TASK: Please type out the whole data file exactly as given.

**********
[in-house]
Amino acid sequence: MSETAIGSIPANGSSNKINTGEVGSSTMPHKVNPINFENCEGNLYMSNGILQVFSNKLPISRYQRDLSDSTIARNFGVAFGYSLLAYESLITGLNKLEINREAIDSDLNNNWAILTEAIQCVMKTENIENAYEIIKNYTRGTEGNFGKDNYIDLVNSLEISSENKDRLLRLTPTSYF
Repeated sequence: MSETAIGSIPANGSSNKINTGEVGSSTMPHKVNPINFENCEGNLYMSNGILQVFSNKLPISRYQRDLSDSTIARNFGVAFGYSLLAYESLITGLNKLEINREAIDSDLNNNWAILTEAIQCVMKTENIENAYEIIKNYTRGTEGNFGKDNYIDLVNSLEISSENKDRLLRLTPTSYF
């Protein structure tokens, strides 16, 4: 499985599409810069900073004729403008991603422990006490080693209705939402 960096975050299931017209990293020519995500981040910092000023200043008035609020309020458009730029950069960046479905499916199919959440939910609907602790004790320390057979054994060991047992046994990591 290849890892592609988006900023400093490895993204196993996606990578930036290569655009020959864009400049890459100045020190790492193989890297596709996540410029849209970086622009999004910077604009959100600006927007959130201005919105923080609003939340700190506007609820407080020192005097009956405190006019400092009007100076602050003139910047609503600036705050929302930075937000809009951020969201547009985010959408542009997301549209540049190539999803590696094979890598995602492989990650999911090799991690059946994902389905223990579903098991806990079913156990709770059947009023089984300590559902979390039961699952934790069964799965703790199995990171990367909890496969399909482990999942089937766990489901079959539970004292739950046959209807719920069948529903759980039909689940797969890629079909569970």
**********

[in-house]
Amino acid sequence: MSETAIGSIPANGSSNKINTGEVGSSTMPHKVNPINFENCEGNLYMSNGILQVFSNKLPISRYQRDLSDSTIARNFGVAFGYSLLAYESLITGLNKLEINREAIDSDLNNNWAILTEAIQCVMKTENIENAYEIIKNYTRGTEGNFGKDNYIDLVNSLEISSENKDRLLRLTPTSYF
Repeated sequence: MSETAIGSIPANGSSNKINTGEVGSSTMPHKVNPINFENCEGNLYMSNGILQVFSNKLPISRYQRDLSDSTIARNFGVAFGYSLLAYESLITGLNKLEINREAIDSDLNNNWAILTEAIQCVMKTENIENAYEIIKNYTRGTEGNFGKDNYIDLVNSLEISSENKDRLLRLTPTSYF
């Protein structure tokens, strides 16, 4: 499985599409810069900073004729403008991603422990006490080693209705939402 960096975050299931017209990293020519995500981040910092000023200043008035609020309020458009730029950069960046479905499916199919959440939910609907602790004790320390057979054994060991047992046994990591 290849890892592609988006900023400093490895993204196993996606990578930036290569655009020959864009400049890459100045020190790492193989890297596709996540410029849209970086622009999004910077604009959100600006927007959130201005919105923080609003939340700190506007609820407080020192005097009956405190006019400092009007100076602050003139910047609503600036705050929302930075937000809009951020969201547009985010959408542009997301549209540049190539999803590696094979890598995602492989990650999911090799991690059946994902389905223990579903098991806990079913156990709770059947009023089984300590559902979390039961699952934790069964799965703790199995990171990367909890496969399909482990999942089937766990489901079959539970004292739950046959209807719920069948529903759980039909689940797969890629079909569970």